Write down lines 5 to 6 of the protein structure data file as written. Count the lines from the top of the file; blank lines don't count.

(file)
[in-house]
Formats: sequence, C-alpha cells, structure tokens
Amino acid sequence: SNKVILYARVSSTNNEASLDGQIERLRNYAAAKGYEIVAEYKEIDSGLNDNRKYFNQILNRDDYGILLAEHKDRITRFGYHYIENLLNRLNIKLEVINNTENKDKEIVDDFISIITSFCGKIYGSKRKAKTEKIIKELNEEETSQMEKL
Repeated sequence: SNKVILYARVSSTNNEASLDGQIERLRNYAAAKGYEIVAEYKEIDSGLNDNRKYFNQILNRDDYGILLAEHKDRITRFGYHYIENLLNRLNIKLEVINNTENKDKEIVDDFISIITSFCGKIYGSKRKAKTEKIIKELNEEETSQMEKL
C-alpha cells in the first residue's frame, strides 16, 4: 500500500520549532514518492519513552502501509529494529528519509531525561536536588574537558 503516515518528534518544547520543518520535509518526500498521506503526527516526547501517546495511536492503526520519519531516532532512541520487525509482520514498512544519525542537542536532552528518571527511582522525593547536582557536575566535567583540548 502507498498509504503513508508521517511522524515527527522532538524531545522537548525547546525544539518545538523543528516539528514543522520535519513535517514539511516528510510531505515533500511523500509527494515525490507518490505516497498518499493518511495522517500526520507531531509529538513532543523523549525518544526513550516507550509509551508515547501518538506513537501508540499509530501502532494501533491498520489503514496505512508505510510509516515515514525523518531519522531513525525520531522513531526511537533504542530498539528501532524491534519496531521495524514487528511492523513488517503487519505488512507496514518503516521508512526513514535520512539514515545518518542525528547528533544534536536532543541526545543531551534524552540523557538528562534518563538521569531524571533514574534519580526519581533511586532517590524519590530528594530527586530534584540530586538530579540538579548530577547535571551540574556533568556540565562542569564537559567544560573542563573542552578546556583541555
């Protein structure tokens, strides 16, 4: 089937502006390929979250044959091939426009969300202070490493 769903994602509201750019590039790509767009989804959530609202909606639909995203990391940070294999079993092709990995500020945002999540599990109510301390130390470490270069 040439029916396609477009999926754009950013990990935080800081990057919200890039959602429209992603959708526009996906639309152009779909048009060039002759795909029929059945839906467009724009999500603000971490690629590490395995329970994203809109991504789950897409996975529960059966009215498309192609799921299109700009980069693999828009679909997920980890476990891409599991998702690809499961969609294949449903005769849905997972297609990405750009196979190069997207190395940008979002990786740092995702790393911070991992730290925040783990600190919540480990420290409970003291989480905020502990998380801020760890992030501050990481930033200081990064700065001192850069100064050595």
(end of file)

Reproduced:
C-alpha cells in the first residue's frame, strides 16, 4: 500500500520549532514518492519513552502501509529494529528519509531525561536536588574537558 503516515518528534518544547520543518520535509518526500498521506503526527516526547501517546495511536492503526520519519531516532532512541520487525509482520514498512544519525542537542536532552528518571527511582522525593547536582557536575566535567583540548 502507498498509504503513508508521517511522524515527527522532538524531545522537548525547546525544539518545538523543528516539528514543522520535519513535517514539511516528510510531505515533500511523500509527494515525490507518490505516497498518499493518511495522517500526520507531531509529538513532543523523549525518544526513550516507550509509551508515547501518538506513537501508540499509530501502532494501533491498520489503514496505512508505510510509516515515514525523518531519522531513525525520531522513531526511537533504542530498539528501532524491534519496531521495524514487528511492523513488517503487519505488512507496514518503516521508512526513514535520512539514515545518518542525528547528533544534536536532543541526545543531551534524552540523557538528562534518563538521569531524571533514574534519580526519581533511586532517590524519590530528594530527586530534584540530586538530579540538579548530577547535571551540574556533568556540565562542569564537559567544560573542563573542552578546556583541555
């Protein structure tokens, strides 16, 4: 089937502006390929979250044959091939426009969300202070490493 769903994602509201750019590039790509767009989804959530609202909606639909995203990391940070294999079993092709990995500020945002999540599990109510301390130390470490270069 040439029916396609477009999926754009950013990990935080800081990057919200890039959602429209992603959708526009996906639309152009779909048009060039002759795909029929059945839906467009724009999500603000971490690629590490395995329970994203809109991504789950897409996975529960059966009215498309192609799921299109700009980069693999828009679909997920980890476990891409599991998702690809499961969609294949449903005769849905997972297609990405750009196979190069997207190395940008979002990786740092995702790393911070991992730290925040783990600190919540480990420290409970003291989480905020502990998380801020760890992030501050990481930033200081990064700065001192850069100064050595």